That’s what sports is. And from the day James stepped into the league, he’s been expected to reach that standard. It’s that pressure, that feature that will so heavily define his legacy (which will also impact his empire) that makes New Jersey a hard sell. That makes New York a hard sell. That makes the Clippers a near impossibility. And it’s the reason there’s so much discussion of teaming up with Wade or Bosh, or both.

LeBron has seen it. He’s fallen to it. He’s watched Kobe Bryant and Pau Gasol (and Lamar Odom and Derek Fisher and Andrew Bynum, and Ron Artest, and…) win titles and he knows that’s the new formula. A team with potentially three to four Hall of Famers just beat a team with potentially four to five Hall of Famers. That’s the model. And he knows if he wants to get where he needs to go, he’s going to need help. And not Mo Williams or Wally Szczerbiak or Shaquille O’Neal six years past his prime. He needs a partner, someone he can rely on, who is truly “excellent.” That’s what he has to be, in terms of his sport.

Chicago is there, with a core in place, and it’s obvious Bosh is receptive to that idea. There are downsides, but they’ve shown the commitment (out of nowhere) to putting him at the next level. The coach, the point guard, the role players, they’re all there. But he’s got to be sure. Absolutely sure. Miami?  Wade. Sure, they have no legit point guard and the only other player on roster is a basket case. But Wade. He’d have to share the spotlight, but will that really tarnish his legacy if they fulfill what they’re capable of? But it’s there. He has to consider it. And that ring will continue to be lorded over him, preventing him from reaching his ceiling (if he has one) as a player, as a legend, as a business until he obtains it.

3. Legacy: Chicago is his best immediate roster to contend for a championship. But there’s a statue out front already. No matter what James does, he’s going to be under that statue. He would have to win seven rings, and be the most dominant player on the floor and the league, be such an unstoppable force that even Bosh or whoever his his wingman is considered a footnote, in order for him to exceed the man whose statue stands outside the United Center. It’s a city rich with history, that holds up the Bulls as the one true championship organization (despite their last 13 years and no offense to the Blackhawks).

It’s a city that will demand greatness of him. But it comes with a cache of greatness just below that of t
he Celtics and Lakers. It’s his chance to put the Bulls in the same category, if he can make things go right.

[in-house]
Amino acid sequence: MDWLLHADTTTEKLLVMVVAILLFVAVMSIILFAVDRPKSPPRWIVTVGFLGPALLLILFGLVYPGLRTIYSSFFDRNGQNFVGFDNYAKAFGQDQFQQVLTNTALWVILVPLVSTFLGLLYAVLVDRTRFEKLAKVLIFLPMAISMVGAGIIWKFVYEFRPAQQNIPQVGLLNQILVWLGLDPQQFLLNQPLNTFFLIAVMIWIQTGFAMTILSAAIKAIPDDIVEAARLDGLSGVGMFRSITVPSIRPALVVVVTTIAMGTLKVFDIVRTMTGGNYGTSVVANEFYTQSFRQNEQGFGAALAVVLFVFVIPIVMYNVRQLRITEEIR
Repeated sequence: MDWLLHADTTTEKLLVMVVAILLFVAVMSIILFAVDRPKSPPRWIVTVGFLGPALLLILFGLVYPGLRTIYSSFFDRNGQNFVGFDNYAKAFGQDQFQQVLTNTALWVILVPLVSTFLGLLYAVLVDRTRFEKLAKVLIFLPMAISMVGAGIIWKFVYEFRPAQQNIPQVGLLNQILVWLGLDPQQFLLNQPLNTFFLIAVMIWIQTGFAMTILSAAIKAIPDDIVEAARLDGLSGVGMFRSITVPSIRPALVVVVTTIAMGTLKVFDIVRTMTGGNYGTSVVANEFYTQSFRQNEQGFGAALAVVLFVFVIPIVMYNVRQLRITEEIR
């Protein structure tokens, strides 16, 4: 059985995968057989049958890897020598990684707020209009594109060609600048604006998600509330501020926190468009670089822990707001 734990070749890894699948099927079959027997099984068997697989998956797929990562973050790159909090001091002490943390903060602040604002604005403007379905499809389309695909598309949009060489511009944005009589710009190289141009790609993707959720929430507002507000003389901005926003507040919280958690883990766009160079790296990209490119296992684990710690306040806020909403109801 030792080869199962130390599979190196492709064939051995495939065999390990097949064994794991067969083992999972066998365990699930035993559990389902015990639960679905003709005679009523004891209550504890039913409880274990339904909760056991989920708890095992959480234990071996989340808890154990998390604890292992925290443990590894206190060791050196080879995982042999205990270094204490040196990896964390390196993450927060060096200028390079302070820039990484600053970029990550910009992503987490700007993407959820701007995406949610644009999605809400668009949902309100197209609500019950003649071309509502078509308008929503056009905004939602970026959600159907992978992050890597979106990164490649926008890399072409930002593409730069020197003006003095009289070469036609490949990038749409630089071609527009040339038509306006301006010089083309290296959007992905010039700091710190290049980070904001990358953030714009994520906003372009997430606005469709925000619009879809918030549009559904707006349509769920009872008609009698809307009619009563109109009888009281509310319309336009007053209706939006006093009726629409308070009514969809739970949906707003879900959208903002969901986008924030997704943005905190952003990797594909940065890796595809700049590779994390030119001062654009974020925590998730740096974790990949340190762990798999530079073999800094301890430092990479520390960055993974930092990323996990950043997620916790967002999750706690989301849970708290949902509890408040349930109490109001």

New York stands as a testament to his greatness if it succeeds there. The greatest player in the world, in the greatest city in the world, in the world’s most famous arena, bringing New York back to basketball prominence. His name would be among some of the greatest athletes in the history of sports. And Alex Rodriguez. His life would be the utmost it can be, if he judges it by fame and fortune. His legend will be more if he’s successful in New York than it will be in New Jersey, in Miami, in Cleveland. It’s not fair. And it’s not right. But that’s the way of the world. And that’s something he needs to consider. He owes it to himself, to his people, to his fans to make the most of himself. And in terms of being elite, some would say the only way to do it is to to do it in New York.

But what about building your own legacy, in the world’s most famous town, across the bridge?  The Nets play in New Jersey for two more years. But he would then make his home in Brooklyn. A new franchise for a new era. The house that LeBron built. With Jay-Z as his marketing partner and mentor, running the borough like, well, a King. It’s one thing to be considered a great among greats of a franchise. It’s another to be the icon, the logo, the only one that matters.

But of course, if we’re talking legacy, we have to intertwine it with something else, the last, and possibly most important LeBron James must consider before he puts his signature on a dotted line.

4. Loyalty: Cleveland needs this. Ohio needs this. And he knows it. This is a city and state that spends half its time numb with sports disappointment, yet keeps coming back to the well. They keep asking for more. And James represents their best hope they’ve ever seen of greatness. He grew up there. He’s been a part of the area’s lore since he was a high school kid. He has given more, and been given more, than arguably any athlete ever has.